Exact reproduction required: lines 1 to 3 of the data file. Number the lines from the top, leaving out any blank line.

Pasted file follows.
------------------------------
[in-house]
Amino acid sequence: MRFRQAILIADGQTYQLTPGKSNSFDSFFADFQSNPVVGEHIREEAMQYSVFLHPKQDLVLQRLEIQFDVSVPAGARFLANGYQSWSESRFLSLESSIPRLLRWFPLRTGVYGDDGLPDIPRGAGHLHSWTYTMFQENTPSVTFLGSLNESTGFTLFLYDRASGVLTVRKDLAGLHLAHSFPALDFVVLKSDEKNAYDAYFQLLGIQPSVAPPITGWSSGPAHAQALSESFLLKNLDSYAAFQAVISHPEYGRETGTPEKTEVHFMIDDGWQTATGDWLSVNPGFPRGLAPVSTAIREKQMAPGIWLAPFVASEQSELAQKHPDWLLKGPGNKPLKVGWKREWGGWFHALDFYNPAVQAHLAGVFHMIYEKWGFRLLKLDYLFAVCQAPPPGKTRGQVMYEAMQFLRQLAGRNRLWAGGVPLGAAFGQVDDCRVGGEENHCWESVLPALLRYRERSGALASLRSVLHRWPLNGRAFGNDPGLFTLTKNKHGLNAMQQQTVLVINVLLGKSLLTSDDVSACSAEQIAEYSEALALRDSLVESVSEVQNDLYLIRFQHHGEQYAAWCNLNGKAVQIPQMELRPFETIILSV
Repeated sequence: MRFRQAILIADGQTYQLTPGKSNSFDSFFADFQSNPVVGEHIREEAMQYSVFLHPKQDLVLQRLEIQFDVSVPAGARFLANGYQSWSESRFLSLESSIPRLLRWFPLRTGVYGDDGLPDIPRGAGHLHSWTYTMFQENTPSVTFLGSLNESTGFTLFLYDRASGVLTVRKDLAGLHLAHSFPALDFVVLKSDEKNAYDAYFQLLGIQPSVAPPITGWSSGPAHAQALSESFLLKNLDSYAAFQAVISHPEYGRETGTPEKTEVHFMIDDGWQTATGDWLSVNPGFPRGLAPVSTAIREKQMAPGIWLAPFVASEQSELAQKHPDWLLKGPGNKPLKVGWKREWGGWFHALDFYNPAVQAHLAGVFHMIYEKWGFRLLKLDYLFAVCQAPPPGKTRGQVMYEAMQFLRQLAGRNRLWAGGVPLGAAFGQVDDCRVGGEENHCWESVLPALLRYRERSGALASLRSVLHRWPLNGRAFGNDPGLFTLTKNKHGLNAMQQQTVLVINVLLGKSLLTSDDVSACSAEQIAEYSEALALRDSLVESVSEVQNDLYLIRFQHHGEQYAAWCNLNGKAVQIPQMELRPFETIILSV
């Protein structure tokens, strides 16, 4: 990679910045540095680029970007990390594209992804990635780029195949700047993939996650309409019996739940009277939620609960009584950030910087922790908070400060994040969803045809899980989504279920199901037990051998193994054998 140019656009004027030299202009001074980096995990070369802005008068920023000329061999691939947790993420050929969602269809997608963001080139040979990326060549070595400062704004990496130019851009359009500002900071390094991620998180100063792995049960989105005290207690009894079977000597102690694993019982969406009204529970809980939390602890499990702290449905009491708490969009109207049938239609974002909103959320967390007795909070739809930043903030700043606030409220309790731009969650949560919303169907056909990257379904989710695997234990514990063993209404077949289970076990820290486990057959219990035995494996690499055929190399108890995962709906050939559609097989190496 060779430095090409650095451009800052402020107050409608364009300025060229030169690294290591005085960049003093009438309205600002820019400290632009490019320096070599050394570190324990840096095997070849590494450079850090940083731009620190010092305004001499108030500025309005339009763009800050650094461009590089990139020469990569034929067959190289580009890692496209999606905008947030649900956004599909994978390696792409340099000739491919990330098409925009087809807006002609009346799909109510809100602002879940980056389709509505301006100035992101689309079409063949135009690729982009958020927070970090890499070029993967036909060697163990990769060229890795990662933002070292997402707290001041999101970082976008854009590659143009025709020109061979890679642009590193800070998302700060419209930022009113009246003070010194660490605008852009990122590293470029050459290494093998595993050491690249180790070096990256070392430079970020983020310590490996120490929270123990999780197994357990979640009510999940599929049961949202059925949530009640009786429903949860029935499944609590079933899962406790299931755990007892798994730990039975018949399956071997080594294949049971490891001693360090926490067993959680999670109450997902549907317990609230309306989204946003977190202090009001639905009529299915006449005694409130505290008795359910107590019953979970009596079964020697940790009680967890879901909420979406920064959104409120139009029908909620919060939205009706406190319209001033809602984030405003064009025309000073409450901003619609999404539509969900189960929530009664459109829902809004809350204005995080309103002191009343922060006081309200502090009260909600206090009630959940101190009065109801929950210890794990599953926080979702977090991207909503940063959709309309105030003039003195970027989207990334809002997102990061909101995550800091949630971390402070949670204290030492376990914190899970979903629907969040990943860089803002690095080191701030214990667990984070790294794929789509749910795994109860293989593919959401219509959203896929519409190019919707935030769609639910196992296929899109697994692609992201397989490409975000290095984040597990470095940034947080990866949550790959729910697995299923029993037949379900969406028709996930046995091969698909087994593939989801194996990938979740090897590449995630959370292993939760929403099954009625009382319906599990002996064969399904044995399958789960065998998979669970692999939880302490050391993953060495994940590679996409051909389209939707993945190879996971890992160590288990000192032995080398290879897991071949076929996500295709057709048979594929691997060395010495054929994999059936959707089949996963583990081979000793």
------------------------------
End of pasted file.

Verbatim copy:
[in-house]
Amino acid sequence: MRFRQAILIADGQTYQLTPGKSNSFDSFFADFQSNPVVGEHIREEAMQYSVFLHPKQDLVLQRLEIQFDVSVPAGARFLANGYQSWSESRFLSLESSIPRLLRWFPLRTGVYGDDGLPDIPRGAGHLHSWTYTMFQENTPSVTFLGSLNESTGFTLFLYDRASGVLTVRKDLAGLHLAHSFPALDFVVLKSDEKNAYDAYFQLLGIQPSVAPPITGWSSGPAHAQALSESFLLKNLDSYAAFQAVISHPEYGRETGTPEKTEVHFMIDDGWQTATGDWLSVNPGFPRGLAPVSTAIREKQMAPGIWLAPFVASEQSELAQKHPDWLLKGPGNKPLKVGWKREWGGWFHALDFYNPAVQAHLAGVFHMIYEKWGFRLLKLDYLFAVCQAPPPGKTRGQVMYEAMQFLRQLAGRNRLWAGGVPLGAAFGQVDDCRVGGEENHCWESVLPALLRYRERSGALASLRSVLHRWPLNGRAFGNDPGLFTLTKNKHGLNAMQQQTVLVINVLLGKSLLTSDDVSACSAEQIAEYSEALALRDSLVESVSEVQNDLYLIRFQHHGEQYAAWCNLNGKAVQIPQMELRPFETIILSV
Repeated sequence: MRFRQAILIADGQTYQLTPGKSNSFDSFFADFQSNPVVGEHIREEAMQYSVFLHPKQDLVLQRLEIQFDVSVPAGARFLANGYQSWSESRFLSLESSIPRLLRWFPLRTGVYGDDGLPDIPRGAGHLHSWTYTMFQENTPSVTFLGSLNESTGFTLFLYDRASGVLTVRKDLAGLHLAHSFPALDFVVLKSDEKNAYDAYFQLLGIQPSVAPPITGWSSGPAHAQALSESFLLKNLDSYAAFQAVISHPEYGRETGTPEKTEVHFMIDDGWQTATGDWLSVNPGFPRGLAPVSTAIREKQMAPGIWLAPFVASEQSELAQKHPDWLLKGPGNKPLKVGWKREWGGWFHALDFYNPAVQAHLAGVFHMIYEKWGFRLLKLDYLFAVCQAPPPGKTRGQVMYEAMQFLRQLAGRNRLWAGGVPLGAAFGQVDDCRVGGEENHCWESVLPALLRYRERSGALASLRSVLHRWPLNGRAFGNDPGLFTLTKNKHGLNAMQQQTVLVINVLLGKSLLTSDDVSACSAEQIAEYSEALALRDSLVESVSEVQNDLYLIRFQHHGEQYAAWCNLNGKAVQIPQMELRPFETIILSV